When applying competition law within Europe, the first stage of the assessment is to define the relevant market. The relevant market is the field of the review, and is not an end in it self. The relevant market contains the information that the assessment is based on. There is a great importance in the assessment of the market, sometimes it is stated that the one who wins the market, wins the case. The relevant market includes every product and service that is substitutable for the assessed entities own product. The market definition is even more essential in cases concerning article 102, which regulates abuse of a dominant position. When assessing dominance a market must be outlined, without the market definition it is impossible to... (More)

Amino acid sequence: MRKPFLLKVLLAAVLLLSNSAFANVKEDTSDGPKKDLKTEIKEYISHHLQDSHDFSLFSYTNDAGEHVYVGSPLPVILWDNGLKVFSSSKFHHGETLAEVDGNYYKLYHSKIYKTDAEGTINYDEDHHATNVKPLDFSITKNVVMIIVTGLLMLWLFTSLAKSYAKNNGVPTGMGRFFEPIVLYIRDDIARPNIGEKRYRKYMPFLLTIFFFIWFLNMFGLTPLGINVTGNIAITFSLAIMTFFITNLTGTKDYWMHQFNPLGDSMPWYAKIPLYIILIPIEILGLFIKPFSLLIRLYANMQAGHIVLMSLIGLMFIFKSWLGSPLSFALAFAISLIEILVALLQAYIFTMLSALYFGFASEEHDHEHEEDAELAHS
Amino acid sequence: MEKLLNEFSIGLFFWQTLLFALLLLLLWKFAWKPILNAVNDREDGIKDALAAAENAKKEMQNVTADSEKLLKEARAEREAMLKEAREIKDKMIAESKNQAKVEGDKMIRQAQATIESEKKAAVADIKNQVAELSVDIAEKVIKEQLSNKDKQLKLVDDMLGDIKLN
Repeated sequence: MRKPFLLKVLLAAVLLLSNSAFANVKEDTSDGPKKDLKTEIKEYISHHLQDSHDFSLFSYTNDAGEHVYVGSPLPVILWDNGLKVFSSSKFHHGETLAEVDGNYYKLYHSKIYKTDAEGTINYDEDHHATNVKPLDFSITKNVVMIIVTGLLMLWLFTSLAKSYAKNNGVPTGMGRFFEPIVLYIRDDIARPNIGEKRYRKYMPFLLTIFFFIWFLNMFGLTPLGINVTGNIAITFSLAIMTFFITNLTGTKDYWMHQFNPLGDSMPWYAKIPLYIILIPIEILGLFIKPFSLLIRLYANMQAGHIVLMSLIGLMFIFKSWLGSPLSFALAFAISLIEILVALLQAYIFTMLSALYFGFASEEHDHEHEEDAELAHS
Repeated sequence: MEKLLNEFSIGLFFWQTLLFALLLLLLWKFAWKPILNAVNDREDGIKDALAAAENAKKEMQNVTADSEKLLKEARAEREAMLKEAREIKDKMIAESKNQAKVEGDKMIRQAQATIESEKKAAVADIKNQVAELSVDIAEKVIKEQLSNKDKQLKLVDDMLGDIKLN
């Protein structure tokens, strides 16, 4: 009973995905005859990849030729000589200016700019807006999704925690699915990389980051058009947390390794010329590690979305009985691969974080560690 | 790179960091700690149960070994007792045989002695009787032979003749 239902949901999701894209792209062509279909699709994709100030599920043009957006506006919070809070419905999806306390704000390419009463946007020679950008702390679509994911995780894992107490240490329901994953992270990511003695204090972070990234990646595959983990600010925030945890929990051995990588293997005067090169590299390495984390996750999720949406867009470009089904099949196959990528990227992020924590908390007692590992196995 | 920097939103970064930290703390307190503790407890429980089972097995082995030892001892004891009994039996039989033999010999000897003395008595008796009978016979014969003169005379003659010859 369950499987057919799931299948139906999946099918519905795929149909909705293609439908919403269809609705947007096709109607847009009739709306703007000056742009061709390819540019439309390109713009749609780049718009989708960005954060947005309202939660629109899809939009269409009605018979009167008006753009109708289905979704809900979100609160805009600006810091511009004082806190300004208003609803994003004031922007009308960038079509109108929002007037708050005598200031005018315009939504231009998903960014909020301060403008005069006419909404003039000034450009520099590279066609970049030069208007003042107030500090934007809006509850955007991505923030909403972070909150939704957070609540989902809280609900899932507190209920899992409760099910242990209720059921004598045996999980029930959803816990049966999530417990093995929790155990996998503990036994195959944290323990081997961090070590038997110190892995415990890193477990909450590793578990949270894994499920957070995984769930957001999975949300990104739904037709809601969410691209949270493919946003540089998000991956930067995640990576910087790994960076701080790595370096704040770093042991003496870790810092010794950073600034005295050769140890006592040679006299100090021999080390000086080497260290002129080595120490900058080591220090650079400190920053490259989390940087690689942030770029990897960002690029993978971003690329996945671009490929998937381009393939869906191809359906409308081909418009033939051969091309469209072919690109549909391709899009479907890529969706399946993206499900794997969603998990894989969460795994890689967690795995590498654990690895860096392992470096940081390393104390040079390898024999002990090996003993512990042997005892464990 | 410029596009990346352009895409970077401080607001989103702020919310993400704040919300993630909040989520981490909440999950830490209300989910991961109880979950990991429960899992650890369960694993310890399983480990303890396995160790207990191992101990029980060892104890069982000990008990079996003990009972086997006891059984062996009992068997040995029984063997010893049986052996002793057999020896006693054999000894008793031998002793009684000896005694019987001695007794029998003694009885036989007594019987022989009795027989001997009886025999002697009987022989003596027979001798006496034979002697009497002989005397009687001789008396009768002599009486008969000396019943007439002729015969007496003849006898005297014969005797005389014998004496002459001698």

When applying competition law within Europe, the first stage of the assessment is to define the relevant market. The relevant market is the field of the review, and is not an end in it self. The relevant market contains the information that the assessment is based on. There is a great importance in the assessment of the market, sometimes it is stated that the one who wins the market, wins the case. The relevant market includes every product and service that is substitutable for the assessed entities own product. The market definition is even more essential in cases concerning article 102, which regulates abuse of a dominant position. When assessing dominance a market must be outlined, without the market definition it is impossible to assess whether or not a dominant entity has abused his market power. When delimitating the market, the Commission usually use the hypothetical monopolist test. The basis of this test is that by implementing a fictive price increase on the product supplied by the accused entity, the Commission can assess the realistic substitutes. This test measures the cross price elasticity on demand, and supply, for the reviewed product. There are some essential flaws in the definition of the relevant market. The test commonly used is by some commentators described as unscientific. The information of which the Commission bases their assessment is often uncertain and sometimes not empirically based. The Commission usually supplements their assessment in these cases with subjective evidence and qualitative based reasoning. This resulted in commentators stating that the definition of the market is more of an art then a science. To shows the importance of the market definition, I explain situations where dominance and abuse lies on neighbouring markets. We can affirm that for article 102 to be applicable, there must exist a link between the dominance and the effect of the abuse. In situations where the abuse doesn’t take place on the same market as the dominance, or is somehow strengthening the dominance, then this link is not natural. Therefore it must exist so called associative links between the two markets, which are defined by the Commission. If the links exist, the article 102 is applicable. I analyze this with the help of the Microsoft case, which is a prime example of associative links. I here find that the Commission applies their market definition which in all objectivity is quite weak. The court of justice, do not evaluate their definition and allows the Commission to make a discretionary assessment concerning the economic and technically advanced parts. This combined with the uncertainty of a market definition results in entities not getting a fair trial. Which means that the one who wins the market, wins the case, and the Commission always win the market. (Less)